Wall Street Laid Low by Jobs Data

Stocks in New York continue to trade with losses as investors take in data for the worst year for unemployment since 1945 and a an ongoing call for an economic stimulus plan.
Publish date:

Updated from 10:46 a.m. EST

Stocks in New York continued to trade with losses midday Friday after the U.S. government reported the final jobless data for 2008 -- the worst year for unemployment in more than 60 years -- and the president elect reiterated the critical need for an economic stimulus effort.


Dow Jones Industrial Average

was losing 100 points at 8642, and the

S&P 500

was off by 14 points at 895. The


was down 31 points at 1585.


(CVX) - Get Report

warned late Thursday that its fourth-quarter earnings will suffer the detriment of huge declines in crude prices at the end of 2008. It was


(AA) - Get Report

, which said earlier in the week that it will do away with 15,000 full-time positions and cut output to deal with the pesky economy. Both stocks were trading lower Friday.

Alcoa isn't the only one divesting its ranks. The

U.S. lost 524,000 jobs in December

, in line with estimates, according to data from the Labor Department on Friday. The figure was considerably better than a forecast released by ADP Employment Service earlier in the week had suggested it might be.

The unemployment rate, however, was worse than expected, rising to 7.2%. For all of 2008, the economy lost a net total of 2.6 million jobs, the most since 1945.

The release of the data "reminds us that the economy is facing major headwinds as we start the New Year," says Michael Sheldon, chief market strategist at RDM Financial Group, in an email. Moreover, he says, news on the labor front is likely to continue getting worse before it gets better.

"There's no disagreement that the economy is in dire straits and we need to create jobs," said President-elect Obama, as he introduced his intelligence appointments on Friday.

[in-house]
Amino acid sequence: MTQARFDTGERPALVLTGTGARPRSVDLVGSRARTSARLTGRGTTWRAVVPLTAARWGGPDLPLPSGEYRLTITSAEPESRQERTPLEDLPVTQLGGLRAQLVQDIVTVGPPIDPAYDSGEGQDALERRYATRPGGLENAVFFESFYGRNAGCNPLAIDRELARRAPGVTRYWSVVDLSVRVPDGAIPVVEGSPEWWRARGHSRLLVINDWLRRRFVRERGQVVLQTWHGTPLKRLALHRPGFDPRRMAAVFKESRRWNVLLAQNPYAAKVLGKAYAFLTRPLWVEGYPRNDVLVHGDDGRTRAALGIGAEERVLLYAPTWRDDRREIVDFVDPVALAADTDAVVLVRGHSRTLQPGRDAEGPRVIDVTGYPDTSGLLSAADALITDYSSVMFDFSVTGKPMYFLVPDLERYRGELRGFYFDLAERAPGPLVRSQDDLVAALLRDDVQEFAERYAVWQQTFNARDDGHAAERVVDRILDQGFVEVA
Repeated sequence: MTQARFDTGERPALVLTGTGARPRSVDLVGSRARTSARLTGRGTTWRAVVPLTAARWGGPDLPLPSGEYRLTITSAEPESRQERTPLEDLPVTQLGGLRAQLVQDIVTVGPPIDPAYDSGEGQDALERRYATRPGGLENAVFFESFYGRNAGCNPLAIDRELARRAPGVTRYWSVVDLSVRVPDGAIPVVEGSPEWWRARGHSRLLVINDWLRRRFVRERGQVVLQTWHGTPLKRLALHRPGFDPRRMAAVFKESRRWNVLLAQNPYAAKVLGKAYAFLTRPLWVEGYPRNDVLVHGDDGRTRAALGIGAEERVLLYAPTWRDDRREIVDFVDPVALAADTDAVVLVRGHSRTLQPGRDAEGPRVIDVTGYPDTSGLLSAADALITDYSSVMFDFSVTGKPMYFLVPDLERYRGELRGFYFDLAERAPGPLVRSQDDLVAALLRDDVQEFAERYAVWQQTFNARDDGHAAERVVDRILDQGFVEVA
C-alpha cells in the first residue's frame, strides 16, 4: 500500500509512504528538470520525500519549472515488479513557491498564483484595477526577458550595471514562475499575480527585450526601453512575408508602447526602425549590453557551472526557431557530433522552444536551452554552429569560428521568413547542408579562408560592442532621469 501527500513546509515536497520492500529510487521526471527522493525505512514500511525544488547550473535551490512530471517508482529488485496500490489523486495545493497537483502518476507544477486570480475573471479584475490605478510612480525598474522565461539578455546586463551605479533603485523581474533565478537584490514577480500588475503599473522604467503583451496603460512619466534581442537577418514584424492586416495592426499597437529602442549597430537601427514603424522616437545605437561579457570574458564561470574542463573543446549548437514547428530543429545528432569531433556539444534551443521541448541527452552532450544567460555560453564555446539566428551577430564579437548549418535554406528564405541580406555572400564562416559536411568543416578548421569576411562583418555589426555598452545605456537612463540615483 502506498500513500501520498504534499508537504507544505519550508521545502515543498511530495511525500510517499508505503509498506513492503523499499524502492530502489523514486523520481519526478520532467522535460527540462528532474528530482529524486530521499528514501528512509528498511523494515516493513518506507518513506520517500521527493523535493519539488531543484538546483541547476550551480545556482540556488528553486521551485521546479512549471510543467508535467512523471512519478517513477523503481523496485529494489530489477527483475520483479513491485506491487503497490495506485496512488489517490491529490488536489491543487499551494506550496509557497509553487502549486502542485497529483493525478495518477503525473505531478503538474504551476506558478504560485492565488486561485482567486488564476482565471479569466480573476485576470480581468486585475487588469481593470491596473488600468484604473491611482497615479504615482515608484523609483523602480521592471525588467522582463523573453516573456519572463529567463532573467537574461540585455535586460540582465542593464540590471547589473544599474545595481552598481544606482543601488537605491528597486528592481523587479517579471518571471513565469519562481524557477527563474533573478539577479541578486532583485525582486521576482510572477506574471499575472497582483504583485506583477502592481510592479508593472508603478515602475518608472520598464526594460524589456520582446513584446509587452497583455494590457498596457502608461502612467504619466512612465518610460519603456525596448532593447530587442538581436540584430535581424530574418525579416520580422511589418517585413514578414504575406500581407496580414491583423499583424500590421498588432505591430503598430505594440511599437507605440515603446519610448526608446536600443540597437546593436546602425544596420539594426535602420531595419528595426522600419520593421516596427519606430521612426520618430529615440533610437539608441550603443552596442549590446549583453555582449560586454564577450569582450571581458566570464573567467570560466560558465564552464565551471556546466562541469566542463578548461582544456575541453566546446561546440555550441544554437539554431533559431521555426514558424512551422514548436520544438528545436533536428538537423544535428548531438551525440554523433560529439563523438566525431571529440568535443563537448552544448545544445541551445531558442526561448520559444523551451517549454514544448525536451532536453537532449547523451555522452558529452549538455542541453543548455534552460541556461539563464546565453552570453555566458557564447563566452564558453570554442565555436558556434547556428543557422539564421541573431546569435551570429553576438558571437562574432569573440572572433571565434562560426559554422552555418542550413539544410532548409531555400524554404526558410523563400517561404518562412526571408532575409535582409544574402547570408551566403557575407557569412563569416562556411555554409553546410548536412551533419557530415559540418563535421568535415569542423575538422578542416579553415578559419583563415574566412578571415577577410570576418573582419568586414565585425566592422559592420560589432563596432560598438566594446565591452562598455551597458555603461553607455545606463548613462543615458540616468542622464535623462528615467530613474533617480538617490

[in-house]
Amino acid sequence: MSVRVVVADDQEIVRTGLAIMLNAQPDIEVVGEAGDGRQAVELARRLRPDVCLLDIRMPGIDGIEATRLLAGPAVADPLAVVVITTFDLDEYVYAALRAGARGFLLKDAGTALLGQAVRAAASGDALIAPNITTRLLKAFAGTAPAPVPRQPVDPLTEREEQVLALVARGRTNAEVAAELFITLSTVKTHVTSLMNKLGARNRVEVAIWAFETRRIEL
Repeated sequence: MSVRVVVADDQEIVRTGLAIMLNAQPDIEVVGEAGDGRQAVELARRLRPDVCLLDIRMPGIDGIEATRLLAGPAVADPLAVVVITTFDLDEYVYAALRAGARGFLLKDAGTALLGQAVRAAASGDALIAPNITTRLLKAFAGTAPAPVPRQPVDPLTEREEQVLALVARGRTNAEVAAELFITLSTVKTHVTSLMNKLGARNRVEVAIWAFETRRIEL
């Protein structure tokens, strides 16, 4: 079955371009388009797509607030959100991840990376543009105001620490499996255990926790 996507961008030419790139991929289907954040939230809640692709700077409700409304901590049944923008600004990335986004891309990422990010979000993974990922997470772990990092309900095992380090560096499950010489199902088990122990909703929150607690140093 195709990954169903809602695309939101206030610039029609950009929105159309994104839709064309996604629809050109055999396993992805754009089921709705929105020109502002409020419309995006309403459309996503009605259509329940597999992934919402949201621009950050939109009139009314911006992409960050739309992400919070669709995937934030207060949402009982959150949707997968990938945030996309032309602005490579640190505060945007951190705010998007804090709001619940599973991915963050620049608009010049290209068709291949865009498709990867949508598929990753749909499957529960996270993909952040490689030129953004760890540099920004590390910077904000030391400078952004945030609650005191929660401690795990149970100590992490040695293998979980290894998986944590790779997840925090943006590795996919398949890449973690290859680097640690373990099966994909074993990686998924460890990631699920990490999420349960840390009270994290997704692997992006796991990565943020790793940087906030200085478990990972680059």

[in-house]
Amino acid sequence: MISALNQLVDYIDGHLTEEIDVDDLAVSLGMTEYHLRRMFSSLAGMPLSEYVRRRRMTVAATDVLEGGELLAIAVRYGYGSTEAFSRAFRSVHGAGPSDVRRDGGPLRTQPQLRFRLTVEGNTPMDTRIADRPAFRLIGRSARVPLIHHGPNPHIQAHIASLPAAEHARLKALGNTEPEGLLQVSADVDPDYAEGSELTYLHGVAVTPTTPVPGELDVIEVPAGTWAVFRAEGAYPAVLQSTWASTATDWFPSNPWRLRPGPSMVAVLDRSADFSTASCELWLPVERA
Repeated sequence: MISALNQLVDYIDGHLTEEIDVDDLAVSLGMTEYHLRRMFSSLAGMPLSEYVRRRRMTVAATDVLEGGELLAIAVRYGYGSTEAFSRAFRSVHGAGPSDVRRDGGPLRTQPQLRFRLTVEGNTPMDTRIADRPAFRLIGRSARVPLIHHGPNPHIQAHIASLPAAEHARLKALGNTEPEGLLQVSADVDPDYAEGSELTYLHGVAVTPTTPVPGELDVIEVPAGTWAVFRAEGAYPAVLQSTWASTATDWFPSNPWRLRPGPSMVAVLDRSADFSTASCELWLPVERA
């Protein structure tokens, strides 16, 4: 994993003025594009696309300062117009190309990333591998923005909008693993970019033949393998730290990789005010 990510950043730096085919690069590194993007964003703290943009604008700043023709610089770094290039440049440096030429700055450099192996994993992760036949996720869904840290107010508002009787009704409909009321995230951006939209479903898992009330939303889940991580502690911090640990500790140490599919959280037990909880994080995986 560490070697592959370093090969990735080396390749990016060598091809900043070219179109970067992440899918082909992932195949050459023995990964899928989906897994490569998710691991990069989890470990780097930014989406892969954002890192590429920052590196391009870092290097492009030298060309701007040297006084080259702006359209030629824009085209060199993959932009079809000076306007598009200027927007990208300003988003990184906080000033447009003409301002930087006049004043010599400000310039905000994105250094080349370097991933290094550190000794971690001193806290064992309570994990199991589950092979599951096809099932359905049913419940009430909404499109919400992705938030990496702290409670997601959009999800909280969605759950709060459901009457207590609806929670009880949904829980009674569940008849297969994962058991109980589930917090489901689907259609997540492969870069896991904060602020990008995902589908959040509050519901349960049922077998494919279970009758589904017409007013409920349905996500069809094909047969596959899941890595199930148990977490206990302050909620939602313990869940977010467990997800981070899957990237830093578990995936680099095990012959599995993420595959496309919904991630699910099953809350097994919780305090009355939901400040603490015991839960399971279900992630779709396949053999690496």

Behind the statistics flashing on the screens are real lives, said the president elect, urging Congress to focus on readying and passing an economic stimulus plan. "What we can't do is drag this out when we just saw half a million more jobs lost."

If there's a silver lining, said RDM Financial's Sheldon, you might argue that the jobs report reflects the severe credit crises that we experienced late last year, but doesn't yet account for an of the recent improvements in the credit markets, or the large upcoming stimulus plan.

Indeed, economic data and monetary policy are becoming more peripheral as investors are already baking in the expectation for some sort of stimulus package, says Chris Johnson, CEO and chief investment strategist of Johnson Research. Rather, he says, focus has shifted to the first earnings season of the year, and we are starting to see companies like


(CVX) - Get Report



(AA) - Get Report



(INTC) - Get Report

adjusting their outlooks for 2009. As those roll in, we have a good chance of retesting November lows, says Johnson.

The recession looks to be longer and more severe than originally forecast, said Boston

Federal Reserve

President Eric Rosengren, in an address at the Massachusetts Mortgage Bankers Association. "Still, there are indications that the second half of the year will show improvement," he said.

Senate Democrats said late Thursday that they'd reached an agreement with


(C) - Get Report

to support a bill that would allow bankruptcy judges to alter the

terms of mortgages

owed by consumers filing for bankruptcy, aiming to alleviate foreclosures for those consumers.

Meanwhile, the private-equity arm of collapsed investment bank

Lehman Brothers

has reached an agreement to spin out into an

independent firm

, taking in a new investment from luxury-goods billionaire Johann Rupert, according to

The Wall Street Journal


In other corporate news, according to the





is wrapping up its search for a CEO. The


reports that final candidates include Carol Bartz, former CEO of


(ADSK) - Get Report


The dollar declined against other major currencies. Oil prices fell $1.75 to $40.07 a barrel, while gold added $5.20 at $859.70 an ounce.

Longer dated Treasuries were recently rising; the 10-year note was rising 17/32 to yield 2.4%, and the 30-year was up 30/32, yielding 3%.

Overseas, the FTSE in London and the DAX in Frankfurt were falling Friday. In Asia, Japan's Nikkei and Hong Kong's Hang Seng ended with losses.

Copyright 2009 Associated Press. All rights reserved. This material may not be published, broadcast, rewritten or redistributed. AP contributed to this report.